Spotlight, Top 10 List & Giveaway: As Rich as a Rogue by Jade Lee


As Rich as a Rogue (Rakes & Rogues, #3) by Jade Lee

Publication Date: August 2, 2016


imageThird in the saucy, vibrant Rakes & Rogues Regency romance series from USA Today bestselling author Jade Lee

A most unusual wager

Mari Powel’s fiery Welsh temper is up. Peter Norwood, Lord Whitly, is back in town after six years romping around India making his fortune. Mari blames him for her social downfall and has spent all this time clawing her way back into the ton’s good graces. How dare he show up on his first day back and publicly embroil her in a bet involving long-awaited apologies, illicit kisses, and Lady Illston’s unruly parakeet? Mari is outraged, and is going to show him—and everyone else—what she’s made of. Little does she know, the unrepentant Lord Whitly has been dreaming of her all this time. Now he’ll do anything to win the wager—along with Mari’s heart.


Author Guest Post

Top 10 Fun Facts about As Rich as a Rogue

1. As Rich as a Rogue was inspired by Pride and Prejudice by Jane Austin. Can you say, duh? Everyone who writes and reads regency romance loves Austin’s work. But I was listening to an audio copy of Pride and Prejudice when I had the strongest desire to write a story based on an absolutely rude incident at a party. Just like in Austin’s book, the heroine overhears the hero being awful, but then I made it more confrontational. She chastises him face to face and both of their lives are forever changed. Each spirals in a different way from that one incident. So, in short, P&P was the basis for my book!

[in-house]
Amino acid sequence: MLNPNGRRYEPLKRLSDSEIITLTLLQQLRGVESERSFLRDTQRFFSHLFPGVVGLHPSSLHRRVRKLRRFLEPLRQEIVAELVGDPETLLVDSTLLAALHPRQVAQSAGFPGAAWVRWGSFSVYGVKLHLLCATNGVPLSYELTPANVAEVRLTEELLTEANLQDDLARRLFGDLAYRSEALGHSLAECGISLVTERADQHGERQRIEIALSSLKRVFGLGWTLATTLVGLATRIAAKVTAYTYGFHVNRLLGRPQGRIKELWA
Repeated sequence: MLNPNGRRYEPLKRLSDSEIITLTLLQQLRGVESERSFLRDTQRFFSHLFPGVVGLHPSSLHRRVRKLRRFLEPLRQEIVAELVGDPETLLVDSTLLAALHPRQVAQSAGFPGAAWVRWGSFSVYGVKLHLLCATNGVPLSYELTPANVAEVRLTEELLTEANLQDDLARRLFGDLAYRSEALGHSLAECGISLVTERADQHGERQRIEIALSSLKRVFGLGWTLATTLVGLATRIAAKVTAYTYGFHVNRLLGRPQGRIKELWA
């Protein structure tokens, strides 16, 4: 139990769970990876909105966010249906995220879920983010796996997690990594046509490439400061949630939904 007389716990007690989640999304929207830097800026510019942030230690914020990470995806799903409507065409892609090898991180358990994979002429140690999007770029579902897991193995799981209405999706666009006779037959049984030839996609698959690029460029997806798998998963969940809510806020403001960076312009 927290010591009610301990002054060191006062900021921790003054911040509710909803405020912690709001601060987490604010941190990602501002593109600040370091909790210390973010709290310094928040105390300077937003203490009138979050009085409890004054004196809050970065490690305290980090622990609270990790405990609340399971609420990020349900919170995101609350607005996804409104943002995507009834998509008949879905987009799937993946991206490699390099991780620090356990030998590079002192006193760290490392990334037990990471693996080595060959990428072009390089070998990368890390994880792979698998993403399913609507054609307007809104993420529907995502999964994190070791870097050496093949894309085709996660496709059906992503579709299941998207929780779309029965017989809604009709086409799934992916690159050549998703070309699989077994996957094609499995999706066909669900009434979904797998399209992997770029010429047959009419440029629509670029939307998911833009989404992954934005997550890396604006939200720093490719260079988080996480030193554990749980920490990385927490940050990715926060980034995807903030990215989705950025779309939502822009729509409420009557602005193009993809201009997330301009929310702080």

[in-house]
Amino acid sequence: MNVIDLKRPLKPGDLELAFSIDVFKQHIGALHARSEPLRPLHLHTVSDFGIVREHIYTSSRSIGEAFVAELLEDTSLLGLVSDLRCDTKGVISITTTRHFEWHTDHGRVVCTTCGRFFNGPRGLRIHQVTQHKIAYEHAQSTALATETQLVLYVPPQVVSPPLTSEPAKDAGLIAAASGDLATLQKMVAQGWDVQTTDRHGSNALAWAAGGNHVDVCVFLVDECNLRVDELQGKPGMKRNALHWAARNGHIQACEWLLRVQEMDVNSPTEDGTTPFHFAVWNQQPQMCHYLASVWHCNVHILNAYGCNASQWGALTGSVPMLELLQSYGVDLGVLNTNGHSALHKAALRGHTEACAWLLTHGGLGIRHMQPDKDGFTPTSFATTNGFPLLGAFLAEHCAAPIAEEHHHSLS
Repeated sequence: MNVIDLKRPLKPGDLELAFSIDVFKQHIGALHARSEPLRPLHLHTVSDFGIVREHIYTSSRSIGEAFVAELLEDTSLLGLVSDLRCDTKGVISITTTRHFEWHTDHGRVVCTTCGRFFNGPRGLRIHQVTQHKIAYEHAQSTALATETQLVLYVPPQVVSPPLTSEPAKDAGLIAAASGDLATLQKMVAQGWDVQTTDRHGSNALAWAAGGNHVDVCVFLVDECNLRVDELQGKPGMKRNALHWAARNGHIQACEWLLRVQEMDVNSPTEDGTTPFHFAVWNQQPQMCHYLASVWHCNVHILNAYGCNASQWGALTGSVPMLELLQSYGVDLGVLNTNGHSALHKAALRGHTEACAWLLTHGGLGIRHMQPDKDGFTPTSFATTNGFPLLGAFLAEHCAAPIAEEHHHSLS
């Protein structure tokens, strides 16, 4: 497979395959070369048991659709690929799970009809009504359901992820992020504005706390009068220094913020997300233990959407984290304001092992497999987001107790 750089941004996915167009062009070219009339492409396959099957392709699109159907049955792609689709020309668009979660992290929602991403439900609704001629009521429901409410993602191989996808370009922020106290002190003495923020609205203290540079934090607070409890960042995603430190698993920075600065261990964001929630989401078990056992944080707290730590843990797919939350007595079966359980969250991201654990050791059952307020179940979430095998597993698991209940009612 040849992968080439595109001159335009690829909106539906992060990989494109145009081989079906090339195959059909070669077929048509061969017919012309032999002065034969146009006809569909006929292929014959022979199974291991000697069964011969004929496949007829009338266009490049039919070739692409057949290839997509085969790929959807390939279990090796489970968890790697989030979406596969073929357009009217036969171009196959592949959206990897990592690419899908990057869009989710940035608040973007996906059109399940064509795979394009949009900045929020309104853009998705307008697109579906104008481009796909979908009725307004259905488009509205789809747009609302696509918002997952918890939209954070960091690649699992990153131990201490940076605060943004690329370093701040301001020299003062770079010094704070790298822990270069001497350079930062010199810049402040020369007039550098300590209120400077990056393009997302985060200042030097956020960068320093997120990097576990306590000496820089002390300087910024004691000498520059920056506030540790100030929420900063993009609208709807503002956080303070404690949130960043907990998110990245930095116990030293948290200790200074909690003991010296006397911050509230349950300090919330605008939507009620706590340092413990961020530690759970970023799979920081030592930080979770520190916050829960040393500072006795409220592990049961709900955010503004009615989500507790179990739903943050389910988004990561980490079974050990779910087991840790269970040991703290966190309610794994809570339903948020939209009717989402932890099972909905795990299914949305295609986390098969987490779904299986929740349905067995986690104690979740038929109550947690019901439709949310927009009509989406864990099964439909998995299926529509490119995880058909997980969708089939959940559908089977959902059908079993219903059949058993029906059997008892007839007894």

2. This series has an animal character in every book. 50 Ways to Ruin a Rake features a turkey that gets mistaken for a dodo bird. I wanted the publisher to put pictures of little turkeys in between every scene, but they refused. L One Rogue at a Time features a pig who gets drunk and forces all sorts of mishaps in the mud. I just love bathing in the creek scenes. And then As Rich as a Rogue features a bet about a rude parakeet. Hero and Heroine are racing to see who can teach the parakeet an appropriate phrase first. So in my mind (and because I’m awful with titles) the books were the turkey book, the pig book, and the parakeet book.

3. I am notoriously terrible at titles. In fact, my editor once called my title suggestion the worst she’d ever heard in 30 years of publishing. Guess what the original title of this book was.

a. The Duke’s Cunning Plan
b. That Nobody Chit from Hull
c. Of Birds, Brides, and Men
d. Megan and Peter’s Book

Answer: C and D – Option A, The Duke’s Cunning Plan was the original title for 50 Ways to Ruin a Rake. (Damon Suede changed that to the Duke’s Cunning Linguist which made my editor blush). That Nobody Chit from Hull was dubbed the worst title ever and became One Rogue at a Time. Birds, Brides and Men was just a cute thing I made up and used in my brain interchangeably with Megan and Peter’s book.